(Contributed by Joseph A. Hopper)
It’s not every day that we come across the CEO of a Fortune 500 company who earned his stripes as a supply chain / procurement specialist. In a design and marketing-driven organization such as Apple, how could such a candidate ever hope to take the reins? After all, Apple is bursting with capable, competitive, creative leaders.
Lets begin by appreciating the extreme supply chain challenges that Apple faces every day. Love it or hate it, everyone agrees that this is not your usual computer or consumer-electronics company. New product launches are followed by world record-breaking surges of demand (e.g. 5 million iPhones sold on the first day), which peak once again closer to the holiday seasons, then taper off until the next cycle continues. The sheer growth rate of new products has been torrid, resembling the “Tornado” phase of industry evolution described by Geoffrey Moore in his bestselling book Crossing the Chasm.
Compounding the mega-surge effects is a volatile cocktail of exotic materials (e.g. glass back phones), non-traditional engineering (e.g. wrap-around antennas), bright colors, and novel manufacturing techniques (e.g. carved aluminum uni-bodies). Then there are the secrecy mandates, the supplier-turned competitor issues and the Chinese worker-rights headaches that add up to a supply chain manager’s worst nightmare.
Over the years, how did Tim Cook thrive in the face of such challenges? Lets unravel the supply chain secrets that Apple has refined over the years, using the recent example of the iPhone 5 launch.
Restricted Product Variety
One of the key enablers has been placing a few large bets on fast horses. Restricted product variety generates a whole host of volume efficiencies across the supply chain. Curiously, this restriction of choice has not dampened the consumer’s zeal for Apple products; only a single basic iPhone model was added this year, with several variants and older (fully depreciated) models to round out the lower price points. Customers prefer easy to understand options over a wide array of confusing choices.
Common Parts AcrossProduct Lines
Compounding these very formidable volume efficiencies, Apple goes a step further to leverage common parts across product lines. Many companies do this within a product line, however Apple manages to do this ACROSS product lines. The iPod Touch screen, for example, is shared with the iPhone 5. Technologies also exhibit this trend, with Retina displays crossing over to the iPad and Mac. Similarly flash memory, another key component, has been leveraged into the Mac hardware line with the MacBook Air. Even the iOS and Mountain Lion operating systems show signs of copying each other’s best features and appear to be on a path to ultimately converge. This trend towards incestuous designs reduces the sheer number of child parts and dampens complexity across the supply chain.
Never Rely on Forecasted Demand Alone
What would happen if Apple ordered TOO MANY new iPhones? A product glitch could dampen demand, or perhaps they just become overly optimistic. With over $117 Bnin cash and reserves, a little extra working capital might not hurt too much, but obsolescence and carrying costs could be quite substantial. By accepting pre-bookings online, Apple created a lead indicator to tweak it’s forecasting. More importantly, it sequences country launches in a staggered fashion. If demand for the iPhone 5 product is greater than expected, new launches can be postponed or the number of countries reduced. Similarly, if demand is lower than expected new country launches can be rolled out much faster. This buffer cushions the effect of forecasting error, inevitable in such kinds of mega-launches.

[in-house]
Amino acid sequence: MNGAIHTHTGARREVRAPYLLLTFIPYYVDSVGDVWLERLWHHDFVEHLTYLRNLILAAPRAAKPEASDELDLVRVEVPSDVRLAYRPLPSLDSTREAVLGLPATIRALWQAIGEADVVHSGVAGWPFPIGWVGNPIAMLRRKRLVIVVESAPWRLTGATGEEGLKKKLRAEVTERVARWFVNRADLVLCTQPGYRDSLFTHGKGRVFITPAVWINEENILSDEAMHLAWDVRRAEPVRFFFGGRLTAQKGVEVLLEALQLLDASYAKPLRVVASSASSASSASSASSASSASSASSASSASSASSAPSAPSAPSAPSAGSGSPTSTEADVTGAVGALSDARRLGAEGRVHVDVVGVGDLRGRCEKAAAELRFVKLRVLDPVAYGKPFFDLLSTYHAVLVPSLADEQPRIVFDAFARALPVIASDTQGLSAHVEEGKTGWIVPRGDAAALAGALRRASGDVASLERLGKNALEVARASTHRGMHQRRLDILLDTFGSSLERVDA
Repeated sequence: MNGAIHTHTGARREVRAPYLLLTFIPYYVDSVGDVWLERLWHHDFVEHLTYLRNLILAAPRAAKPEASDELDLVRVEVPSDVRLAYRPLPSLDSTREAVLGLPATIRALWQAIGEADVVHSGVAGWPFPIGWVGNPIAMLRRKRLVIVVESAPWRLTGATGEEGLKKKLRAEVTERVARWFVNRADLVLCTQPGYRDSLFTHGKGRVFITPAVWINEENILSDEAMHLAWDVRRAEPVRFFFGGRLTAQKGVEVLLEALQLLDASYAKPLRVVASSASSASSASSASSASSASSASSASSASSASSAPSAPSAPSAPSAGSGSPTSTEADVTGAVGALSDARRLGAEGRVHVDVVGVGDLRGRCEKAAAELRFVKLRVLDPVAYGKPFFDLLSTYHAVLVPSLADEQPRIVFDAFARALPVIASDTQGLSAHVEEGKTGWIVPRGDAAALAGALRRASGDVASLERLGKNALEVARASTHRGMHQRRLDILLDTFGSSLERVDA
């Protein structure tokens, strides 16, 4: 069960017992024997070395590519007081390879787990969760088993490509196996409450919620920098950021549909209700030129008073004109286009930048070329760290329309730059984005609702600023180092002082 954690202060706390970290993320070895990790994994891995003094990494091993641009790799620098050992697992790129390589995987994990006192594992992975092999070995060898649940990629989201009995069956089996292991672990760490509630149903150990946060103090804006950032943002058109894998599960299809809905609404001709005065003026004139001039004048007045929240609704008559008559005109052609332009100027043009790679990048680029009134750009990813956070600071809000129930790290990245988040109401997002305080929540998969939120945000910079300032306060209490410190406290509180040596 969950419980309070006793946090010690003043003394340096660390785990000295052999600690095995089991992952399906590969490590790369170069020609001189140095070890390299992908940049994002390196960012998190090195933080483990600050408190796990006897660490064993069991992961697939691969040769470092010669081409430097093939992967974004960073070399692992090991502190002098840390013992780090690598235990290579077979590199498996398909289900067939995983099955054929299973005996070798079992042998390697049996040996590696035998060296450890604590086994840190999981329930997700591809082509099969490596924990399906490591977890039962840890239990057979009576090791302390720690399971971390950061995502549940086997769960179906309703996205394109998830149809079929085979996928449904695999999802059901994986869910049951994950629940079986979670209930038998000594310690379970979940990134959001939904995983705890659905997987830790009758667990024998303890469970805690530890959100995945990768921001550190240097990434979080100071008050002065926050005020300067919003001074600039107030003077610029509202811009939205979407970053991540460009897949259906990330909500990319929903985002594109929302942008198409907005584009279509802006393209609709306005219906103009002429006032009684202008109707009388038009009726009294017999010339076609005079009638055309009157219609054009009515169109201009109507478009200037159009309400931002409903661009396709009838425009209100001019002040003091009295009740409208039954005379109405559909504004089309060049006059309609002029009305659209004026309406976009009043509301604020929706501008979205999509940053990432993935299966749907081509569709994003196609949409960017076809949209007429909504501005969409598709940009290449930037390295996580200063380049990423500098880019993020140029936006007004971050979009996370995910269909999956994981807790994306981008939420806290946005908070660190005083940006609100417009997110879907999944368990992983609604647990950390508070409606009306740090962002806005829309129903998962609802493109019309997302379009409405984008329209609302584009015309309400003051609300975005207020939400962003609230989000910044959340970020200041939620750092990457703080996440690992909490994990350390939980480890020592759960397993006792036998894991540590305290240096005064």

Controlled Shortages Fuel Mass Adoption
For aspirational products like iPhones, MBA degrees, fashion apparel, etc. the product is never what the customer is buying. Rather, ENVY itself is the product. People want what that other people cannot have. In such industries,social proof is the ultimate feature. Take the fanboys and fangirls who lined the streets around Apple stores 3 days before iPhone 5 launch. These lines are not accidental, they are by design. Apple controls availability meticulously to ensure that items must “sell out” on the first day of a new launch. Every item will be available eventually, but only after a sufficient period of sparing distribution.
Note that none of these innovations falls in the realm of traditional supply chain management. Rather, they resemble product design, engineering and consumer behavior. This cross-functional integration of Apple is another hallmark worth imitating. Rather than thinking of ourselves as functional specialists, lets coordinate seamlessly with other parts of the organization and learn what we can from various disciplines. Lets take a cue from Tim Cook, Steve Jobs, and indeed the entire Apple team to manage our supply chains holistically rather than as narrow functional silos.
About the Author
Joseph A. Hopper is a graduate of the ISB PGP Class of 2003. He is an operations consultant with Goldratt India and is associated with the Theory of Constraints Institute. He is starting a blog http://www.LeanWorkingCapital.com and welcomes your opinions and comments.